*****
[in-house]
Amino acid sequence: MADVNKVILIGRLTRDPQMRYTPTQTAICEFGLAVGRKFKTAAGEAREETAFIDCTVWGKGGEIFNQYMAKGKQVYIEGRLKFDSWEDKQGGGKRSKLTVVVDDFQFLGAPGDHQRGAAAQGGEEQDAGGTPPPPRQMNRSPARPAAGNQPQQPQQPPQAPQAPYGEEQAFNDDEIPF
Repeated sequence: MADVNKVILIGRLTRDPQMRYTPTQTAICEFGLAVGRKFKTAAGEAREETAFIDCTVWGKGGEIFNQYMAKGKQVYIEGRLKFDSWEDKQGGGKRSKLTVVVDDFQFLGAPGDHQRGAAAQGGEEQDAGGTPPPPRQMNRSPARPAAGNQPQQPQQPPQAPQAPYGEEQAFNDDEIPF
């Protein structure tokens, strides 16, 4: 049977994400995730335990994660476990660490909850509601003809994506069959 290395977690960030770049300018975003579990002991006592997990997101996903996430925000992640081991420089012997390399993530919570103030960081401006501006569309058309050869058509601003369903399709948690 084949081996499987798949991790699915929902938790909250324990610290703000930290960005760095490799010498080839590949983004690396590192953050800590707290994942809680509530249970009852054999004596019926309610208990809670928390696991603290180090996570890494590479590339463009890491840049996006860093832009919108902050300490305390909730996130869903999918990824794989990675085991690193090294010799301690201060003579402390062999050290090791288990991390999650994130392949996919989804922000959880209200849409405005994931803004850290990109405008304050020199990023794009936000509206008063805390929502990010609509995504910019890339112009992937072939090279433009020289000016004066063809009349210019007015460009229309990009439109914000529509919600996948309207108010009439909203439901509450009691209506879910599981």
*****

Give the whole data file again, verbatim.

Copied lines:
[in-house]
Amino acid sequence: MADVNKVILIGRLTRDPQMRYTPTQTAICEFGLAVGRKFKTAAGEAREETAFIDCTVWGKGGEIFNQYMAKGKQVYIEGRLKFDSWEDKQGGGKRSKLTVVVDDFQFLGAPGDHQRGAAAQGGEEQDAGGTPPPPRQMNRSPARPAAGNQPQQPQQPPQAPQAPYGEEQAFNDDEIPF
Repeated sequence: MADVNKVILIGRLTRDPQMRYTPTQTAICEFGLAVGRKFKTAAGEAREETAFIDCTVWGKGGEIFNQYMAKGKQVYIEGRLKFDSWEDKQGGGKRSKLTVVVDDFQFLGAPGDHQRGAAAQGGEEQDAGGTPPPPRQMNRSPARPAAGNQPQQPQQPPQAPQAPYGEEQAFNDDEIPF
């Protein structure tokens, strides 16, 4: 049977994400995730335990994660476990660490909850509601003809994506069959 290395977690960030770049300018975003579990002991006592997990997101996903996430925000992640081991420089012997390399993530919570103030960081401006501006569309058309050869058509601003369903399709948690 084949081996499987798949991790699915929902938790909250324990610290703000930290960005760095490799010498080839590949983004690396590192953050800590707290994942809680509530249970009852054999004596019926309610208990809670928390696991603290180090996570890494590479590339463009890491840049996006860093832009919108902050300490305390909730996130869903999918990824794989990675085991690193090294010799301690201060003579402390062999050290090791288990991390999650994130392949996919989804922000959880209200849409405005994931803004850290990109405008304050020199990023794009936000509206008063805390929502990010609509995504910019890339112009992937072939090279433009020289000016004066063809009349210019007015460009229309990009439109914000529509919600996948309207108010009439909203439901509450009691209506879910599981």